About the song, it’s not very different from nowadays America’s mainstream electronic pop music. I didn’t think I’d be so hooked on this song, mostly because I have some restrains when J-Pop acts tries to emulate what’s trendy in America, but I’m listening to it non-stop since it was released three months ago. Even Kikka’s rap is fun.

I really think this new direction Kikka is following will be good for her (I’m waiting for a new album next year). Now, in late October, she’s releasing another single which follows the same formula inaugurated with “URAHARA Temptation”: a double a-side single with the first song being edgy and the second one portraying Kikka’s cute persona. But this new single is a talk for another day.

“URAHARA Temptation” reached #17 on the Oricon charts. Lyrics were written by NOBE, while music and arrangement were done by michimoto.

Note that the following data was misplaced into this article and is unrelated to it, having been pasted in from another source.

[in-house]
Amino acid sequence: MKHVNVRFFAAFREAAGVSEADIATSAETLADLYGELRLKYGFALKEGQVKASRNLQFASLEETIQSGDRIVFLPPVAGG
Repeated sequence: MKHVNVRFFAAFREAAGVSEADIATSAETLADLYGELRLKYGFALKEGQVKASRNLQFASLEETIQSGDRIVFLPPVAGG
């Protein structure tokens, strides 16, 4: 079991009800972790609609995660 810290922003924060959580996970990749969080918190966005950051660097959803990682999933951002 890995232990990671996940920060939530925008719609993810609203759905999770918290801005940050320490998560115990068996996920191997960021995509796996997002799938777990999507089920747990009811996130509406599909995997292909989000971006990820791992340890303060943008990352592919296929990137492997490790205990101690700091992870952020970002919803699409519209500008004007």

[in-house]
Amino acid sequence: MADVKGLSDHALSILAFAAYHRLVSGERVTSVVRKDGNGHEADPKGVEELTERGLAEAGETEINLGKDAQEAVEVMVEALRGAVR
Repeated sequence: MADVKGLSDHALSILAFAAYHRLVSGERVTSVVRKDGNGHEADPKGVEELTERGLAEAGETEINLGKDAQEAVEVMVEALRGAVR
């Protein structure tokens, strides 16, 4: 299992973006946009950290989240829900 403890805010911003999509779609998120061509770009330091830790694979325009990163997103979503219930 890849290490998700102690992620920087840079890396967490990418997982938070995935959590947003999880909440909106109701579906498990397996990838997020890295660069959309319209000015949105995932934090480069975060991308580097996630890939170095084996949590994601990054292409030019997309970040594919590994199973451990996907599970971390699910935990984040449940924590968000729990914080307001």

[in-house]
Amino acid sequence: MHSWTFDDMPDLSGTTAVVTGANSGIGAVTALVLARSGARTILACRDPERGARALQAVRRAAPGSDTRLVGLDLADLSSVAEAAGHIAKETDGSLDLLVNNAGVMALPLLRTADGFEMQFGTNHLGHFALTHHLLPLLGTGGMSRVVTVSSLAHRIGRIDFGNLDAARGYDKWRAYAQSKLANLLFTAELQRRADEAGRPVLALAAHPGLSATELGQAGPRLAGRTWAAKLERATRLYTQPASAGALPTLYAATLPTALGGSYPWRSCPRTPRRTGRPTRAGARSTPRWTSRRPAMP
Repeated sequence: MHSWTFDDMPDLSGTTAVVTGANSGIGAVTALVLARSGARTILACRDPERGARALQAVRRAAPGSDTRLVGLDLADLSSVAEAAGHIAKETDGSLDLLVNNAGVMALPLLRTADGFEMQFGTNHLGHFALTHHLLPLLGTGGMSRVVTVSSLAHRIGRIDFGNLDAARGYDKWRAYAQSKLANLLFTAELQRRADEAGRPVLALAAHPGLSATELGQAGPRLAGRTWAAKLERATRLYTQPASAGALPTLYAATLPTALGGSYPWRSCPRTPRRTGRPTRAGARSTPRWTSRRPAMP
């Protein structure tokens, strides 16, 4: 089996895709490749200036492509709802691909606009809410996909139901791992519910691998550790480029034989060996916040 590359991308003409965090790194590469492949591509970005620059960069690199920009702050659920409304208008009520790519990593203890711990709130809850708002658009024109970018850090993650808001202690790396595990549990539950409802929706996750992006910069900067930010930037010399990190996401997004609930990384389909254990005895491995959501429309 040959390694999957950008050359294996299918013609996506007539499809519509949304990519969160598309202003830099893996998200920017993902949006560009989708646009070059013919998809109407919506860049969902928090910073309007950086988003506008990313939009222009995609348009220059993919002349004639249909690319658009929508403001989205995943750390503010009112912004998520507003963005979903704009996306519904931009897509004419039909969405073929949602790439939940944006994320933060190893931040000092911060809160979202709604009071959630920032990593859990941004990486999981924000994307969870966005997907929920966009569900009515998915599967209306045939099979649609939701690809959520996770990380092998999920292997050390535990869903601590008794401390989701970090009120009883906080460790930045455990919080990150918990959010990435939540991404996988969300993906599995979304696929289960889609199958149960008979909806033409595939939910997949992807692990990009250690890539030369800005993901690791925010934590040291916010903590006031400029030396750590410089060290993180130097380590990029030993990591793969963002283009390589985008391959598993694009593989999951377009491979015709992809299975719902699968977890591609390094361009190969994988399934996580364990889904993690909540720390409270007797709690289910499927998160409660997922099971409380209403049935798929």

Tetsu and Tomo -- Horoyoi Blues (ほろ酔いブルース)

This week's episode of Kayo Concert was pretty interesting, with the theme revolving around trains and all. We had the sibling duo Karyudo (狩人) - that's such a cool name - singing their debut single 'Azusa ni Go' (あずさ2号). It was the first time I heard most of the song, and now I know why it was such a big hit. And then there was this young Enka singer by the name of Hiroshi Miyama (三山ひろし) singing the late Enka veteran Michiya Mihashi's (三橋美智也) 'Aishu no Resha' (哀愁列車). His delivery of the angst-filled song was alright save for the fact that he kept smiling throughout!